The technology, it is now clear, had no potential, and the company had no integrity.
Nobody has properly questioned Mattis about this
The SEC charges are new.
But by the time Mattis was selected to serve as Trump’s secretary of defense in January 2017, the basic scope of the fraud was already well-known to the public thanks to diligent journalistic work. So was the fact that Mattis was not only earning $150,000 a year for his service on the Theranos board but was also involved in pro-Theranos advocacy while on active military duty.
He duly resigned from Theranos on January 5, 2017 — by which time the company was already commonly described as “embroiled in scandal” by press reports — but, remarkably, the whole affair didn’t come up at his confirmation hearings.
It’s not exactly rare for members of a corporate board of directors to serve as window dressing with no actual involvement in or knowledge of a company’s operations, so the mere fact that the whole company was a giant scam doesn’t necessarily reflect any action on Mattis’s part. That said, at least in theory, directors are supposed to do something, and serving as window dressing for a massive fraud is the kind of thing that normally reflects poorly on a person’s reputation.
What’s more, as Paul Szoldra writes at Task and Purpose, pre-retirement Mattis genuinely seems to have been actively involved in trying to help Theranos bypass the regulatory process:
“I would very much appreciate your help in getting this information corrected with the regulatory agencies,” Holmes wrote in an email to Mattis, also obtained by the Post. “Since this misinformation came from within DoD, it will be invaluable if this information is formally corrected by the right people in DoD.”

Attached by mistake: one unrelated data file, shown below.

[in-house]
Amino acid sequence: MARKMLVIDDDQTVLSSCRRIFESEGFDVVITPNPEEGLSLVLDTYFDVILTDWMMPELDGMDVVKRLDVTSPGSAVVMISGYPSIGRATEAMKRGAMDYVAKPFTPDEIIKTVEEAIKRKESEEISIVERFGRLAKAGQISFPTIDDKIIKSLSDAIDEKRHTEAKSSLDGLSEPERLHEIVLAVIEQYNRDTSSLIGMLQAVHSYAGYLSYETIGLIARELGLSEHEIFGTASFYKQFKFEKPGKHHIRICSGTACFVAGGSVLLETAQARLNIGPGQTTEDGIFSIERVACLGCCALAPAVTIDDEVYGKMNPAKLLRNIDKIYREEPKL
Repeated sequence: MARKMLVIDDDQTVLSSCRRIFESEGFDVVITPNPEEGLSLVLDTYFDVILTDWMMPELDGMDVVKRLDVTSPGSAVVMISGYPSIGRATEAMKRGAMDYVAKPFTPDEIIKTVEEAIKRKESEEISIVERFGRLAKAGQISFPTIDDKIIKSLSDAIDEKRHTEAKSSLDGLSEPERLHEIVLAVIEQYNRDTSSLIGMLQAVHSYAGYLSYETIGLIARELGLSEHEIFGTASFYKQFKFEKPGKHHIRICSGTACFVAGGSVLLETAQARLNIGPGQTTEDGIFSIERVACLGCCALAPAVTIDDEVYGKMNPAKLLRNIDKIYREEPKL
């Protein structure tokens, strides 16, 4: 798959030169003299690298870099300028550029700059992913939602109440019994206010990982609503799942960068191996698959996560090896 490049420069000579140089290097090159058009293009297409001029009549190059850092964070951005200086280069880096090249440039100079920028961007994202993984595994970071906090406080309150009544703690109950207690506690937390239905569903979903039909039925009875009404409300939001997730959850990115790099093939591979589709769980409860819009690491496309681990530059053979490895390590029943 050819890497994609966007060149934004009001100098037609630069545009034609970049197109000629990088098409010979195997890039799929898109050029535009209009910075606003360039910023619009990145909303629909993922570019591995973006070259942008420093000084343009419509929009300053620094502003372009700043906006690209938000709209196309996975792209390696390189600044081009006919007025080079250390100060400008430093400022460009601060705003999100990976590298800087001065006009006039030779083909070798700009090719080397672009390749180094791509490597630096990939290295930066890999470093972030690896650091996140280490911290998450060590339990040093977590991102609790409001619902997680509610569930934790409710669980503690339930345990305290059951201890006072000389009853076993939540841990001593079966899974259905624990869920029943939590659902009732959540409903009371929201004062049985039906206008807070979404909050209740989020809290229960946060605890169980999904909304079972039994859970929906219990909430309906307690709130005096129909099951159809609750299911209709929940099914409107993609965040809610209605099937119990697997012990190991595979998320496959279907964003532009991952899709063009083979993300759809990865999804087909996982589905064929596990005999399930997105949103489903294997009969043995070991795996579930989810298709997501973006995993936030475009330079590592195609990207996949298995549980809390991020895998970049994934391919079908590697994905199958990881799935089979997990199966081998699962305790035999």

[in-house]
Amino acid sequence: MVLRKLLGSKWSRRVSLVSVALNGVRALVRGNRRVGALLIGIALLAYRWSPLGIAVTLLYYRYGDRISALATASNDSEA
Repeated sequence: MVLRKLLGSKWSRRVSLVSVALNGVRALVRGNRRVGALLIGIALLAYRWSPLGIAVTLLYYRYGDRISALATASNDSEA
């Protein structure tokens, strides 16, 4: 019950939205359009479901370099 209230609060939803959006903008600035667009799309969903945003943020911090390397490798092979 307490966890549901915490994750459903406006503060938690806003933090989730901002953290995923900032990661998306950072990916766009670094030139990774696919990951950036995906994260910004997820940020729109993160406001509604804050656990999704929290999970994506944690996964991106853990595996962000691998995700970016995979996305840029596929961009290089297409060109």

The general then forwarded the email chain on and asked, “how do we overcome this new obstacle?”
“I have tried to get this device tested in theater asap, legally and ethically,” Mattis wrote. “This appears to be relatively straight-forward yet we’re a year into this and not yet deployed.”
Yet even with the SEC now throwing the book at the company, nobody in Congress is interested in asking Mattis what, exactly, he knew about Theranos and when. And the worst thing about it is their inclination to treat him with kid gloves makes a lot of sense.
Nobody wants us all to get killed
A longtime concern many people have had about Donald Trump is that while the Silvio Berlusconi era in Italy was mostly funny, putting a temperamental and ignorant man in charge of the mightiest empire the world has ever known risks leading to the deaths of millions of people.
As Sen. Marco Rubio (R-FL) put it during the campaign, it would be unwise to give “the nuclear codes of the United States to an erratic individual.” Rubio eventually endorsed Trump for president, though he pointedly declined to retract that claim.
Nothing Trump has actually done since taking office — from provoking a small diplomatic crisis with Australia to accidentally(?) leaking classified Israeli intelligence to the Russian foreign minister to firing his secretary of state on Twitter — has served to debunk the notion that his decision-making process is impulsive and unsound.
In this context, Mattis is near-universally viewed as an island of stability. Respected by the right for having been fired by President Barack Obama, he is also well-informed and (despite the nickname “Mad Dog”) level-headed. Like most career military officers, he is less cavalier about the risks of war than many civilian hawks, and, generally speaking, almost everyone in Washington sleeps better knowing that he is running the Defense Department.
The Theranos thing is a bad look, but there are plenty of Trump Cabinet corruption scandals to talk about — the Ben Carson one is the funniest— so it’s not like Democrats are lacking for general partisan ammunition. If Mattis comes under pressure, he might quit or get fired, and who knows who Trump might tap to replace him.
Under the circumstances, a softball approach to Mattis seems warranted no matter how rotten the signal that sends to the rest of the military, the business community, and the public about the wisdom of getting mixed up in fraudulent endeavors.